It is indeed a happy news day that the house was saved, but it makes you wonder what has already been lost in the mad rush to redevelop.
Because houses are under valued and land is over valued, there is a huge push to build massive new homes. Inexplicably, the craftsmanship of the old houses is overlooked in the scramble.
“Her house is one of the most amazing historic buildings I’ve seen,” says Jeremy Nickel, of Nickel Brothers House Moving, the company that will move the house. “These Craftsman style homes built between 1902 and 1928 belong to a tremendous period. They built some of the nicest construction you’ll find anywhere,” he says.
“But there are so many more homes – just good, solid utilitarian homes being demolished to make way for buildings of lesser quality. I recently counted 22 houses being demolished on 41st Avenue, just in the span of a few blocks. Many of them are very well built.
“Society has a hunger for new,” he adds. “They are exchanging true quality and craftsmanship for plastic.”
Forty per cent of homes demolished from 2009 to 2013 were pre-1940s, according to the city. An average of 50 tonnes of material goes to the landfill for every 1,200 square foot house that comes down. Because a house that size was built from about 60 old-growth trees, Mr. Nickel calls the demolitions “inner city clear-cutting.”
“It’s one of the worst forms of waste there is, because you are losing on both ends, to replace that housing.”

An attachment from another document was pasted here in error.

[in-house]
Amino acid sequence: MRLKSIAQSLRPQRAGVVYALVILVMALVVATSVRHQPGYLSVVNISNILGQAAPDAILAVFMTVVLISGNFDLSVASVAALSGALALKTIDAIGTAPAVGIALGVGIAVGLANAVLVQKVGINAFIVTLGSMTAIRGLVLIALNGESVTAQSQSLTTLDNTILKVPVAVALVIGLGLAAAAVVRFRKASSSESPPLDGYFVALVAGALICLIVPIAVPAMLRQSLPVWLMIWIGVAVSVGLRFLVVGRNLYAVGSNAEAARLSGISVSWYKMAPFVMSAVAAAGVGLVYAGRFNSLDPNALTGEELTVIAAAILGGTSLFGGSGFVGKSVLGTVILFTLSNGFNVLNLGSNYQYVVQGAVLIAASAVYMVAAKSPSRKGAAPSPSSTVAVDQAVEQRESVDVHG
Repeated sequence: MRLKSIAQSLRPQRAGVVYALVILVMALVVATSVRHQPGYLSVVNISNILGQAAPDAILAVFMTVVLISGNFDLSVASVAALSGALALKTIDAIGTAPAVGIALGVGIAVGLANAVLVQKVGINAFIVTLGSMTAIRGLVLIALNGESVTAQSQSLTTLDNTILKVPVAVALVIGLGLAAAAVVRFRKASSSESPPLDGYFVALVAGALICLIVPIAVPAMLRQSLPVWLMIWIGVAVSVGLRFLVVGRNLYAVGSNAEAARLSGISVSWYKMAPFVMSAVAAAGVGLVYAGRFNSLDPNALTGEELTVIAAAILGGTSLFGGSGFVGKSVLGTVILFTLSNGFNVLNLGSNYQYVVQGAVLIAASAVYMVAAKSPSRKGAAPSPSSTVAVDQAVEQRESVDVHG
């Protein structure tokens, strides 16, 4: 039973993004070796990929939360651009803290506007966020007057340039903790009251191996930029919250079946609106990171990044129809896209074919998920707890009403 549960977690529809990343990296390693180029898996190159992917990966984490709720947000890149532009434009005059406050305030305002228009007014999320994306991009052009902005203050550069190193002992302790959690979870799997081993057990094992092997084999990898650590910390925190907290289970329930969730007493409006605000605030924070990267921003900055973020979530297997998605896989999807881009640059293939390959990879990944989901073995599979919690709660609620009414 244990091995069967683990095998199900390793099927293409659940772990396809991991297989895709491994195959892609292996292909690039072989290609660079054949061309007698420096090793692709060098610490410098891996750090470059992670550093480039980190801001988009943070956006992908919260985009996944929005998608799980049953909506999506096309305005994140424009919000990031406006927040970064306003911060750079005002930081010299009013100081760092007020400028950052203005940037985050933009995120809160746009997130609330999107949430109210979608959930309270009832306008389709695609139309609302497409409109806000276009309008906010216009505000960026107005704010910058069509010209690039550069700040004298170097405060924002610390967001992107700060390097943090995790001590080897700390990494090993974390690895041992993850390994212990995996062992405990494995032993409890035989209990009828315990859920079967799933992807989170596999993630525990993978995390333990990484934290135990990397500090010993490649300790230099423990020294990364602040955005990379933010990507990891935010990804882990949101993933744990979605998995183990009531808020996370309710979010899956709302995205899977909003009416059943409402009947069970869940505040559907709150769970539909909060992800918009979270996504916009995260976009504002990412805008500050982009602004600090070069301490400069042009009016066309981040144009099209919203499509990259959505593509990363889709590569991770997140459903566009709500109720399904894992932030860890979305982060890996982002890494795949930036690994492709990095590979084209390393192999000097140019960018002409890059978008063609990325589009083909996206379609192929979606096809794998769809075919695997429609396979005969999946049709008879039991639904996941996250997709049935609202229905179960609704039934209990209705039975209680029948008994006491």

But Mr. Nickel has also seen a recent increase in business, as more people step up to save houses. They are realizing that it may cost upward of $35,000 to move one, but it’s far cheaper – and often better quality – than building new. And people never have to pay for old homes that are slated for demolition, because they’re reducing the developer’s costs by removing them.
As a result, he is seeing a new wave of interest this year alone, he says. There is a momentum building within the community.
He’s now moving about 300 to 400 houses a year, many of them to the U.S., where Americans are taking advantage of our dollar.
The city is also attempting to address the crisis. City staff released a report that goes to council on Tuesday, recommending a bylaw amendment that would require 90 per cent recycling of a demolished pre-1940s house that is deemed as having character. The idea is that it will act as a disincentive for demolition.
However, the report focuses on recycling instead of the outright protection of heritage houses, which are more vulnerable than ever before. The historic A-list Legg House in the West End is scheduled for demolition this Thursday. All of its solid cedar doors and oak flooring will go to the landfill.
Mr. Nickel says that if someone chooses to tear down a perfectly solid house, the City could charge a fee of 5 per cent of the assessed value. That fee, on top of the standard $30,000 or so it costs to demolish, would probably make demolition less convenient.
As well, it’s necessary that the city stop subjecting old house renovators to the draconian new building code that makes it almost impossible to save old houses. Just moving an old house subjects it to new building codes, says Mr. Nickel. The irony is, the old house has already been standing for 100 years without crumbling or rotting from leaks. Meanwhile, many of the poorly constructed new houses might last 20 years.
“The city holds so much power over saving these buildings,” says Mr. Nickel, who applauds city staff for kicking into action to help figure out a way to save the Tudor twins, the Dorothies.
“There are different ways in the zoning of the properties that could see the buildings saved. If the city wants to be environmental and not just in word, but in deed, they have the power to do so.”